Home > Sweet (Contours of the Heart #3)(6)

Sweet (Contours of the Heart #3)(6)
Author: Tammara Webber

The girl’s Scout leader appeared. “Pearl! Oh God!” Her hands shook as she pressed her fingers against the girl’s neck. She laid her head on her chest, saying, “No pulse, no pulse, oh Jesus.” She pinched the girl’s nose shut and breathed into her mouth, but the girl’s eyes didn’t open.

I felt sunburn-hot, but I was shaking like I was sitting in a bucket of ice. People surrounded us, watching and mumbling, but I couldn’t see or hear them clearly and I couldn’t move. All I could see was the lady mashing on the girl’s unmoving chest and breathing into her mouth. All I could hear was my own pulse, thumping like a drumbeat in my ears. I was alive and she was dead, and it was my fault for not yelling for an adult instead of walking into the water alone. And I’d made her cry an hour ago—her eyes dark, sad pools, like Mama’s always looked after Daddy hurt her.

Then, like a fancy fountain, the girl coughed up water—lots of water. It gushed over her face as she jerked up, sucking in air, eyes flying open. She looked right at me, and not until I felt her hand tighten around mine did I know I’d been holding it.

The crowd around us cheered. I felt hands patting my shoulders and the back of my head as the lady started to cry, saying the girl’s name over and over—Pearl, Pearl, Pearl—and thanking Jesus and God and finally, me. “You saved her life. Thank you. Thank you.”

The past moments crashed around me like days instead of minutes. My eyes burned. My teeth rattled and my limbs quaked. I clutched Pearl’s hand, small and bronze in mine, and stared down at the dark hair tangled around her face, stuck to her cheek, and snagged around one of the Girl Scout pins on her chest—which rose and fell like it should. I gazed into dark eyes that were wide and alive and felt like I’d just learned something, but I didn’t know what it was yet.

When the paramedics arrived, my den leader wrapped me in a beach towel and pulled me away, breaking my grip on Pearl’s hand and hers on mine. “You done good, Boyce. You’re a hero, you know that?”

There was a story in the paper and two pictures: one of my smiling pack leader pinning a shiny Honor Medal just above my left pocket, over my heart, and another of Pearl’s mother, my parents, and Brent standing behind the two of us—both in our Scouting uniforms. The top of her head, a mess of dark curls pulled into a pink bow, didn’t even reach my shoulder.

That was my one occasion of valor—more than some people can lay claim to, I guess. Too bad I was only seven. It’s some kinda crap to peak before you hit puberty.

• • • • • • • • • •

I don’t always quit working at closing time. Most afternoons I’m wrapped up in the job and don’t want to stop until I’m done, but sometimes there’s just too much left to do whether I want to finish or not. I’d been considering hiring someone to help out, at least part-time.

I usually remember to throw the bolt and turn the Sorry, We’re Closed sign on the front door at six o’clock even if I’m still working, but I was ass deep in the installation of a cylinder block when the hour turned. When the bell over the door clanked at half after, I swore under my breath and called, “I’m closed,” glancing toward the doorway between the cramped front office and the garage.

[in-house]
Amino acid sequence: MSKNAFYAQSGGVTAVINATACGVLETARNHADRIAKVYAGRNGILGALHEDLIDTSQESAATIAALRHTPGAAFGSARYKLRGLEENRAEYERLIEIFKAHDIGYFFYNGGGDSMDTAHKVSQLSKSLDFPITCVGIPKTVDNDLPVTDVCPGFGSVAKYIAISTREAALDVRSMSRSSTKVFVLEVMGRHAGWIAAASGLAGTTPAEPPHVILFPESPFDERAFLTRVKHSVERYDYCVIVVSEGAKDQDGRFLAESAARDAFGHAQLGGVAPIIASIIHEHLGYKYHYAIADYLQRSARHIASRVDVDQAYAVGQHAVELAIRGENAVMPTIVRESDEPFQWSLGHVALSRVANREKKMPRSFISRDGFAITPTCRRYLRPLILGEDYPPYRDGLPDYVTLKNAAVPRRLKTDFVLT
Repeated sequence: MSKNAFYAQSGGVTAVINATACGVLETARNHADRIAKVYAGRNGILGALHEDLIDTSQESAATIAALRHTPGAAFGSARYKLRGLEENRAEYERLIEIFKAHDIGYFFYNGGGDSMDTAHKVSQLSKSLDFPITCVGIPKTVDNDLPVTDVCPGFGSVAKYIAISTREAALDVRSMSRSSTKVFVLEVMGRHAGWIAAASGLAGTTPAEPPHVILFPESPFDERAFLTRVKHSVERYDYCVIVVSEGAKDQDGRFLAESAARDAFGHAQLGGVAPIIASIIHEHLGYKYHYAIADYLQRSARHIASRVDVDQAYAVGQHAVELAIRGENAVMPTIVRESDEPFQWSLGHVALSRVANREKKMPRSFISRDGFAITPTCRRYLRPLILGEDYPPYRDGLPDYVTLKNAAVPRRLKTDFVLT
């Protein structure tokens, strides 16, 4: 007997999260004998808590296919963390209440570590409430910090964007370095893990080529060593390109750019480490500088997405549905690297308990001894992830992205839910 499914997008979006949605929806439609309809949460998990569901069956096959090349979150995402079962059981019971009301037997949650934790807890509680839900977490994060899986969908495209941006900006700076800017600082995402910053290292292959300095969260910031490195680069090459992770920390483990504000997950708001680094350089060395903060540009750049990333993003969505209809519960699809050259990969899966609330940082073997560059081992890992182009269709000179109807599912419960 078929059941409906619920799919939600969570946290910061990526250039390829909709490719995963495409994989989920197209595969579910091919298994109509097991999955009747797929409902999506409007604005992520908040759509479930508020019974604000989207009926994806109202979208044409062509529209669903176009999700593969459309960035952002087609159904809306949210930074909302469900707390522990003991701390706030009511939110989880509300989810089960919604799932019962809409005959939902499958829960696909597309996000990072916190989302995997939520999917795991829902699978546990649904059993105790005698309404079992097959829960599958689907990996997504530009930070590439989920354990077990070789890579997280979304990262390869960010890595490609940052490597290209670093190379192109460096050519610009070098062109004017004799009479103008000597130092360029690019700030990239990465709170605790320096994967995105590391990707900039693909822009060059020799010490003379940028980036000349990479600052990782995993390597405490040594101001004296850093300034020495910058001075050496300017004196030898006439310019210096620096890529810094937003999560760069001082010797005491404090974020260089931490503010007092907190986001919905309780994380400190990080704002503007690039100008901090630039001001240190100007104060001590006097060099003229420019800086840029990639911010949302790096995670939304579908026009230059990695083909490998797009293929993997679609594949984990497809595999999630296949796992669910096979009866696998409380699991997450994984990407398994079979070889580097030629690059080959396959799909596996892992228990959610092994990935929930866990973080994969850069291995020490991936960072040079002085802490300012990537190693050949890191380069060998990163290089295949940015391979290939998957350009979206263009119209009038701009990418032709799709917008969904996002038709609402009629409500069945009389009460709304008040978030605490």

Dad’s old lawyer (and failed AA sponsor), Barney Amos, appeared there, his expression twisted into a permanent warped grimace from the accident that had mangled his face and left arm, almost gotten him disbarred, killed his six-year-old son, and made him quit drinking—one day too late. Austin Amos had started Cub Scouts with me. He’d have been twenty-two or so now.

“Hey there, Boyce,” Mr. Amos said, one hand upturned like he was swearing to tell the truth, the whole truth, and nothing but.

“Hey, Mr. Amos.” I wiped my hands on a rag and stood straight, rolling my shoulders and feeling the burn under my shoulder blades. “What can I do for ya?”

Barney Amos hadn’t been to the shop in years, though I saw him around town often enough. Dad’s attempt to quit drinking had consisted of two or three meetings followed by a binge that lasted the rest of his life. I knew where to place that blame, even if Mr. Amos tried to take a piece of it. It was all my dad’s choice. Every bottle. Every swallow.

“Boyce, did your dad ever see another attorney? After he and I parted ways?”

I shrugged, shoulders objecting, feeling guilty for the appeal of the ice-cold beer waiting for me once I showered and met up with a couple of boys in town. Unlike my father, I would limit my intake. Unlike Mr. Amos, I wouldn’t get behind a wheel until I’d sobered up.

“Not that I know of, but he wasn’t exactly talkative about that sorta stuff.” Or anything else, except his opinion of what a fuckup I was. “Why?”

Mr. Amos shifted position but remained in the doorway, his eyes falling to the floor, looking even more uncomfortable than his natural state. “Have you browsed through his papers? Thoroughly?”

When people answer a question with a question, it’s never a good sign. “Legal papers, you mean? Not really. Why?” I asked again.

His crooked mouth turned up on one side in clear relief at my answer. “Ah, well then, I’d suggest you get to looking—the sooner the better. You’re gonna need documentation to have his effects—the deed to the trailer, the garage, and the contents thereof—legally transferred to you. As well as the business itself.”

I frowned. That made sense, but something about this needled, shoving his reasonable advice aside. “I’m his only remaining heir, so that’s just formality, right?”

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